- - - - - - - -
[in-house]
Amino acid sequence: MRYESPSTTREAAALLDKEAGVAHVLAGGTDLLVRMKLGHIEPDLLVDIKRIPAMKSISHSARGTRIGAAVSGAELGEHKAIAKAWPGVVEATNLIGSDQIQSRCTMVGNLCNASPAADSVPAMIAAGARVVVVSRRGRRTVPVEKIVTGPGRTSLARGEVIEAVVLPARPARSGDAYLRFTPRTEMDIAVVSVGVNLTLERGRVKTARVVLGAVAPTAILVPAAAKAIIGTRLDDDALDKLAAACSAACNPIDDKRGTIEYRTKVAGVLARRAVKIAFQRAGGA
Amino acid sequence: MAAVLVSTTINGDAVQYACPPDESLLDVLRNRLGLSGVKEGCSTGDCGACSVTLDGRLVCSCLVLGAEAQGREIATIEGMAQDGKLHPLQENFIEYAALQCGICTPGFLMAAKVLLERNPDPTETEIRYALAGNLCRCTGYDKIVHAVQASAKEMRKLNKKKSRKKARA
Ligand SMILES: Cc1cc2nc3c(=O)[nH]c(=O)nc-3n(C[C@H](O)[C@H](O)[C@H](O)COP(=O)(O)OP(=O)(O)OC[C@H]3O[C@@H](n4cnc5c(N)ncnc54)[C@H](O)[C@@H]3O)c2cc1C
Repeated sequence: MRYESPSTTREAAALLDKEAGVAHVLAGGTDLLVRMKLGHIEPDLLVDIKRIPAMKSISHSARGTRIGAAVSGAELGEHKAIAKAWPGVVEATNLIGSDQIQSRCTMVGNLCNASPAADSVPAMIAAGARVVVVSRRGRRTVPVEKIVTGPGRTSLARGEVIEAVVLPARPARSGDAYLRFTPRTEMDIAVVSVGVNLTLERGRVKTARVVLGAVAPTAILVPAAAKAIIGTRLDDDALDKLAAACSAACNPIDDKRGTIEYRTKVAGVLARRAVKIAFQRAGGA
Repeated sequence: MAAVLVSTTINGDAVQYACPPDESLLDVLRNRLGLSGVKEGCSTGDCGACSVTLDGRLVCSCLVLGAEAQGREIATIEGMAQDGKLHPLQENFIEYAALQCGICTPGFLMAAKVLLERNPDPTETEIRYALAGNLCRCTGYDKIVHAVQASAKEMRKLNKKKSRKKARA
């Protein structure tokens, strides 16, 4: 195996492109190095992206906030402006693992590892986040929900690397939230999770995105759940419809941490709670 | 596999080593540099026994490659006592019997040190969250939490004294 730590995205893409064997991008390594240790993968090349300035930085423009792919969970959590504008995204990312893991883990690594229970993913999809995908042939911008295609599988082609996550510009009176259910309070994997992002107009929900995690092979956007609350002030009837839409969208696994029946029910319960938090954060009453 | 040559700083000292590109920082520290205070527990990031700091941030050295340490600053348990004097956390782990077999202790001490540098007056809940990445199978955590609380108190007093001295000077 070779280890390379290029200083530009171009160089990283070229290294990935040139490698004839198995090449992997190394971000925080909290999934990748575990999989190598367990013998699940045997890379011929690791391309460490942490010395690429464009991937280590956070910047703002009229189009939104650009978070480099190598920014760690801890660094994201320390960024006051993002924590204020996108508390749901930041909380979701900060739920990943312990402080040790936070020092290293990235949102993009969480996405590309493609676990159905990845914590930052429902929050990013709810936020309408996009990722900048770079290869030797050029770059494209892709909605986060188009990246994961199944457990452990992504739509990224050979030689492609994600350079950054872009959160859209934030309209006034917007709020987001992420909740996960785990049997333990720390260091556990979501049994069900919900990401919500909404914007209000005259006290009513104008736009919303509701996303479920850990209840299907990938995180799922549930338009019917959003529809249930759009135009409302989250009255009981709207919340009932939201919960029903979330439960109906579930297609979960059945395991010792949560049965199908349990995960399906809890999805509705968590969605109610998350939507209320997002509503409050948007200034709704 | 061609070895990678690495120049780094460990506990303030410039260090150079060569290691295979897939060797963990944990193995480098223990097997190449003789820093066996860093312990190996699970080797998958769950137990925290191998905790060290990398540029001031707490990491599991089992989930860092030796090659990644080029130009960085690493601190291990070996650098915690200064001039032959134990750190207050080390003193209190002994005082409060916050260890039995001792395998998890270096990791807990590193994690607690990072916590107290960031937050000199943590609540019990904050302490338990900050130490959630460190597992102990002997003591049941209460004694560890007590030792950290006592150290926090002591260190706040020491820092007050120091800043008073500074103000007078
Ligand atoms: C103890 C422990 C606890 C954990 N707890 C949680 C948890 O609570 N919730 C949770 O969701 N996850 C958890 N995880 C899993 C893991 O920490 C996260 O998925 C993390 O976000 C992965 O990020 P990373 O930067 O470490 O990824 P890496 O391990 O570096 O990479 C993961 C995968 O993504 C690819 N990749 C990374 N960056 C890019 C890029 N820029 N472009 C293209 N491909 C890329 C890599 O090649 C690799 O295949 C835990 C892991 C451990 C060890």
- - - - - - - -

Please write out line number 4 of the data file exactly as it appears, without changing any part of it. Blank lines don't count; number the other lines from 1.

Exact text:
Ligand SMILES: Cc1cc2nc3c(=O)[nH]c(=O)nc-3n(C[C@H](O)[C@H](O)[C@H](O)COP(=O)(O)OP(=O)(O)OC[C@H]3O[C@@H](n4cnc5c(N)ncnc54)[C@H](O)[C@@H]3O)c2cc1C